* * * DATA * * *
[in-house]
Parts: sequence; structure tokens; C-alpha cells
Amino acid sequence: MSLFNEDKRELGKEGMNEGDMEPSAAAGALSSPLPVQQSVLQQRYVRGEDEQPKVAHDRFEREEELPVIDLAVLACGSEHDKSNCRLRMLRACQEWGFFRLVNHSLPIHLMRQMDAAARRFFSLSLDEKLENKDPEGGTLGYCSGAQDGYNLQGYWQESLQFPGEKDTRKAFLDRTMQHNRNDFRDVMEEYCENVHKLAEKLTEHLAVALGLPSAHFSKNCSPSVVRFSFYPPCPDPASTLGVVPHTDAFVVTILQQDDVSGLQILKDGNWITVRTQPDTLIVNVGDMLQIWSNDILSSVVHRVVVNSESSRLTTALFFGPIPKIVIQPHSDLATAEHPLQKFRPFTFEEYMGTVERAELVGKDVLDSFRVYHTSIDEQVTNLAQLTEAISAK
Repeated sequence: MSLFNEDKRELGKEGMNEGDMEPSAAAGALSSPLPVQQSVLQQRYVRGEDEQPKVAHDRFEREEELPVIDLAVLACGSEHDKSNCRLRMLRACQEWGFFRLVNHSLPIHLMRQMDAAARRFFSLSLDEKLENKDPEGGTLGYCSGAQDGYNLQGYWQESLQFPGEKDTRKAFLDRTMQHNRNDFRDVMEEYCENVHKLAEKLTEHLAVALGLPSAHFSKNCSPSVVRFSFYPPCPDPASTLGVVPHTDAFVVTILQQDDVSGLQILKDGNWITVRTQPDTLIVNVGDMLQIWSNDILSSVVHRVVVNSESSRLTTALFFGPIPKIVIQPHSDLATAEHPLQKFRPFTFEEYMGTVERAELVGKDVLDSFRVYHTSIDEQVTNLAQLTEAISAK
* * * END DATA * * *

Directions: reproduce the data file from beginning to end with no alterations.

[in-house]
Parts: sequence; structure tokens; C-alpha cells
Amino acid sequence: MSLFNEDKRELGKEGMNEGDMEPSAAAGALSSPLPVQQSVLQQRYVRGEDEQPKVAHDRFEREEELPVIDLAVLACGSEHDKSNCRLRMLRACQEWGFFRLVNHSLPIHLMRQMDAAARRFFSLSLDEKLENKDPEGGTLGYCSGAQDGYNLQGYWQESLQFPGEKDTRKAFLDRTMQHNRNDFRDVMEEYCENVHKLAEKLTEHLAVALGLPSAHFSKNCSPSVVRFSFYPPCPDPASTLGVVPHTDAFVVTILQQDDVSGLQILKDGNWITVRTQPDTLIVNVGDMLQIWSNDILSSVVHRVVVNSESSRLTTALFFGPIPKIVIQPHSDLATAEHPLQKFRPFTFEEYMGTVERAELVGKDVLDSFRVYHTSIDEQVTNLAQLTEAISAK
Repeated sequence: MSLFNEDKRELGKEGMNEGDMEPSAAAGALSSPLPVQQSVLQQRYVRGEDEQPKVAHDRFEREEELPVIDLAVLACGSEHDKSNCRLRMLRACQEWGFFRLVNHSLPIHLMRQMDAAARRFFSLSLDEKLENKDPEGGTLGYCSGAQDGYNLQGYWQESLQFPGEKDTRKAFLDRTMQHNRNDFRDVMEEYCENVHKLAEKLTEHLAVALGLPSAHFSKNCSPSVVRFSFYPPCPDPASTLGVVPHTDAFVVTILQQDDVSGLQILKDGNWITVRTQPDTLIVNVGDMLQIWSNDILSSVVHRVVVNSESSRLTTALFFGPIPKIVIQPHSDLATAEHPLQKFRPFTFEEYMGTVERAELVGKDVLDSFRVYHTSIDEQVTNLAQLTEAISAK